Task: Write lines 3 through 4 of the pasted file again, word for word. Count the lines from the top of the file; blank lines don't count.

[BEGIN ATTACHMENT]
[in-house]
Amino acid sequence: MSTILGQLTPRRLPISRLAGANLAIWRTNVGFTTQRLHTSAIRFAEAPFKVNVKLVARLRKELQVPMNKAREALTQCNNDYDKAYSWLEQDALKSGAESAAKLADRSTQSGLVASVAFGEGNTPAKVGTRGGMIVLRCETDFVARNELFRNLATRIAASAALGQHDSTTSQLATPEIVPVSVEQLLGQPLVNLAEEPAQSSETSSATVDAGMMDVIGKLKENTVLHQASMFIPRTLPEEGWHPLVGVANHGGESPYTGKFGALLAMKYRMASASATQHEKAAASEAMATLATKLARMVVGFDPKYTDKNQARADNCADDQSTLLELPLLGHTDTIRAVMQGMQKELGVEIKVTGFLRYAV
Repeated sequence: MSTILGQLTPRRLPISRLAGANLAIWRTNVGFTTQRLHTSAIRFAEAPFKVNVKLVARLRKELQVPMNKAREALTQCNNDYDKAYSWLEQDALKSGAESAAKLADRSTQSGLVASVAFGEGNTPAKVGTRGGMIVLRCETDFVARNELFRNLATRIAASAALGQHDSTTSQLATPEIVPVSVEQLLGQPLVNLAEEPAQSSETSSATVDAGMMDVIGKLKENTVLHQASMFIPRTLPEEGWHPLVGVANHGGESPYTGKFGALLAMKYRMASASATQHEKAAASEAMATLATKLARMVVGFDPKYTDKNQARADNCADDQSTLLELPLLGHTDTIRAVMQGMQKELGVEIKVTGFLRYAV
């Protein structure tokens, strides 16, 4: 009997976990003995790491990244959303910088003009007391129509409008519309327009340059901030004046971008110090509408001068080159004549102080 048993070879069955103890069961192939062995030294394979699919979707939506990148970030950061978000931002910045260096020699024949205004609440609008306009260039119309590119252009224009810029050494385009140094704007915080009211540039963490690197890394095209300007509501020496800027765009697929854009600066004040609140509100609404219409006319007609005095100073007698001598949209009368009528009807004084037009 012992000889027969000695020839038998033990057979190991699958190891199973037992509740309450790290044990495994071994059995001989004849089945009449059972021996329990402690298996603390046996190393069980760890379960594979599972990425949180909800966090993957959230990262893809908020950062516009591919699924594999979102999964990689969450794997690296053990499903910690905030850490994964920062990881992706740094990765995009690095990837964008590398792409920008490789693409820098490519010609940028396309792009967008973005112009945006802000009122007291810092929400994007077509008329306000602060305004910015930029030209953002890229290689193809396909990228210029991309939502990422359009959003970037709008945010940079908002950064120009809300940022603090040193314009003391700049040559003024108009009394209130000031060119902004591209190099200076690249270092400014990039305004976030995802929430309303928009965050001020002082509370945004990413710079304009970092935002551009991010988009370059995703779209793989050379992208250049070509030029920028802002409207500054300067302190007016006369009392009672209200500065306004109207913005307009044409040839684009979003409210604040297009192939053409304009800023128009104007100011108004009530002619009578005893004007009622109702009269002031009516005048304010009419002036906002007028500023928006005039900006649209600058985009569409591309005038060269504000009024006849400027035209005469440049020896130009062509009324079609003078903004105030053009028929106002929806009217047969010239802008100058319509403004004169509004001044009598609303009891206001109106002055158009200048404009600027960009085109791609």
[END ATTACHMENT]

Repeated sequence: MSTILGQLTPRRLPISRLAGANLAIWRTNVGFTTQRLHTSAIRFAEAPFKVNVKLVARLRKELQVPMNKAREALTQCNNDYDKAYSWLEQDALKSGAESAAKLADRSTQSGLVASVAFGEGNTPAKVGTRGGMIVLRCETDFVARNELFRNLATRIAASAALGQHDSTTSQLATPEIVPVSVEQLLGQPLVNLAEEPAQSSETSSATVDAGMMDVIGKLKENTVLHQASMFIPRTLPEEGWHPLVGVANHGGESPYTGKFGALLAMKYRMASASATQHEKAAASEAMATLATKLARMVVGFDPKYTDKNQARADNCADDQSTLLELPLLGHTDTIRAVMQGMQKELGVEIKVTGFLRYAV
């Protein structure tokens, strides 16, 4: 009997976990003995790491990244959303910088003009007391129509409008519309327009340059901030004046971008110090509408001068080159004549102080 048993070879069955103890069961192939062995030294394979699919979707939506990148970030950061978000931002910045260096020699024949205004609440609008306009260039119309590119252009224009810029050494385009140094704007915080009211540039963490690197890394095209300007509501020496800027765009697929854009600066004040609140509100609404219409006319007609005095100073007698001598949209009368009528009807004084037009 012992000889027969000695020839038998033990057979190991699958190891199973037992509740309450790290044990495994071994059995001989004849089945009449059972021996329990402690298996603390046996190393069980760890379960594979599972990425949180909800966090993957959230990262893809908020950062516009591919699924594999979102999964990689969450794997690296053990499903910690905030850490994964920062990881992706740094990765995009690095990837964008590398792409920008490789693409820098490519010609940028396309792009967008973005112009945006802000009122007291810092929400994007077509008329306000602060305004910015930029030209953002890229290689193809396909990228210029991309939502990422359009959003970037709008945010940079908002950064120009809300940022603090040193314009003391700049040559003024108009009394209130000031060119902004591209190099200076690249270092400014990039305004976030995802929430309303928009965050001020002082509370945004990413710079304009970092935002551009991010988009370059995703779209793989050379992208250049070509030029920028802002409207500054300067302190007016006369009392009672209200500065306004109207913005307009044409040839684009979003409210604040297009192939053409304009800023128009104007100011108004009530002619009578005893004007009622109702009269002031009516005048304010009419002036906002007028500023928006005039900006649209600058985009569409591309005038060269504000009024006849400027035209005469440049020896130009062509009324079609003078903004105030053009028929106002929806009217047969010239802008100058319509403004004169509004001044009598609303009891206001109106002055158009200048404009600027960009085109791609």